Last week, I shared that you have to be smart with how you classify your independent contractors. If the IRS deems your contractors as misclassified (and that they should be classified as employees) you could owe years of back-taxes on their pay.
But – here’s the thing… sometimes you can do EVERYTHING RIGHT. And still get dinged on account of your contractor not truly understanding the relationship.
Here’s how a contractor-misclass can pop-up:
- You hire someone as a contractor. You give them their W9. You work out a contractor agreement with them. You ensure that you’re framing everything independently between the two of you.
- You issue your contractor a 1099 in January.
- Your contractor, not fully understanding, places their 1099 income on the W2 income section of their 1040-EZ tax form. They don’t know the difference between contractor and employee. All they know is that they get a check from you.
The IRS then, in their review of 1040s every April, see a discrepancy between the information the contractor placed on their tax form and the information you (correctly) shared with them. This makes the IRS think: “Hmmm… something’s fishy.” And they begin to dig. And… months later.. you get a letter from the IRS that they want to audit you.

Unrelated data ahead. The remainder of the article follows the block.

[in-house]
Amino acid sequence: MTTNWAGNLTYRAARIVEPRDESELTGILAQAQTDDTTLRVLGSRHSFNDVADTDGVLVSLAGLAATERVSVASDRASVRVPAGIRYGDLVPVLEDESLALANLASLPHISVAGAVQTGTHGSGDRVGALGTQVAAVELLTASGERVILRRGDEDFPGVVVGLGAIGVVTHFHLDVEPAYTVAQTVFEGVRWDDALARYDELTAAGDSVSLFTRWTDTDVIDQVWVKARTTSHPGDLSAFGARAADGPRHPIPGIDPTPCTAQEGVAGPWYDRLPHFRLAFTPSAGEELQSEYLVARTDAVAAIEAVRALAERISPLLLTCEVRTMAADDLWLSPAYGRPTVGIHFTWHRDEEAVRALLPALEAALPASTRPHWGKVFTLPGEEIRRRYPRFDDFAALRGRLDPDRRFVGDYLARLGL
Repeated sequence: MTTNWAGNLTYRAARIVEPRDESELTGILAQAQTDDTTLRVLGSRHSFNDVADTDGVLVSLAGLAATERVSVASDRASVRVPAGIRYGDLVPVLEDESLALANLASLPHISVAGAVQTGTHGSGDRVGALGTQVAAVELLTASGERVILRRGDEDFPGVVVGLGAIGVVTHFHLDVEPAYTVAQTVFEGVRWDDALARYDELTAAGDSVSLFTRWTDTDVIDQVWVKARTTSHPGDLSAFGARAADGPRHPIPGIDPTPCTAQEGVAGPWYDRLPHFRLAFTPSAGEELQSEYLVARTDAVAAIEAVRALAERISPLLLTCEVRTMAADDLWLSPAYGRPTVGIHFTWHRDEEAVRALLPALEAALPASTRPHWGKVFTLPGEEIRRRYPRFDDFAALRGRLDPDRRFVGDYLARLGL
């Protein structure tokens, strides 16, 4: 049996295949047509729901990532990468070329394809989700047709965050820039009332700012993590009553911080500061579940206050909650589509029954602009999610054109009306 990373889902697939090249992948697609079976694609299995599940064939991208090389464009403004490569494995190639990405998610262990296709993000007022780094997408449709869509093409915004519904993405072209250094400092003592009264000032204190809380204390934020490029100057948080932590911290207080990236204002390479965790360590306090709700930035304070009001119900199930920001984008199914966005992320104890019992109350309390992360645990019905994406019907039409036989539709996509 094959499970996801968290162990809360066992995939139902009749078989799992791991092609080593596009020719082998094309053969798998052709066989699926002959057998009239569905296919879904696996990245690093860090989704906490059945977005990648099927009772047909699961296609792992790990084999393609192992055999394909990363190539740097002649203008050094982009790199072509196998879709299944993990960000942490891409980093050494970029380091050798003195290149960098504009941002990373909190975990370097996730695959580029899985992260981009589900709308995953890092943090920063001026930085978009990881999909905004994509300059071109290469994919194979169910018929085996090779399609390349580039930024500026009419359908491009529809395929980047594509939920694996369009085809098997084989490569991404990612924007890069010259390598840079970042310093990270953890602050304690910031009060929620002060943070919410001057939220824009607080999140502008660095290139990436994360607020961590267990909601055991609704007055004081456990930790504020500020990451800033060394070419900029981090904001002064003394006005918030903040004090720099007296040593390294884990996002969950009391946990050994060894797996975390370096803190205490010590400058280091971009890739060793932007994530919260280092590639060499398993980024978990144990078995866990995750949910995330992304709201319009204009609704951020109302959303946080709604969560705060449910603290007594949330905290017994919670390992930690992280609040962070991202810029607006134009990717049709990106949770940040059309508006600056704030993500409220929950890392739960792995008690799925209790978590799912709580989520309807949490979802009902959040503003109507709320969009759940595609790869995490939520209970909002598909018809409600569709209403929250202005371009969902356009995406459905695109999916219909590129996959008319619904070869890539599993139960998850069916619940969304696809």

Here’s the thing… you could have done everything right. And, the contractor – not fully understanding what it means to be a contractor – makes this little mistake. (If you have college kids as contractors – I can completely see how this might happen.)
An independent contractor – being an expert in their skillset – should know what it means to be a contractor. They should be IN CONTROL of the work they do for you. If you think your contractor may not understand what it means to be a contractor, there’s a good chance they should be classified as an employee… they don’t really control the work, you likely do.
Need more help knowing what to do? Check out: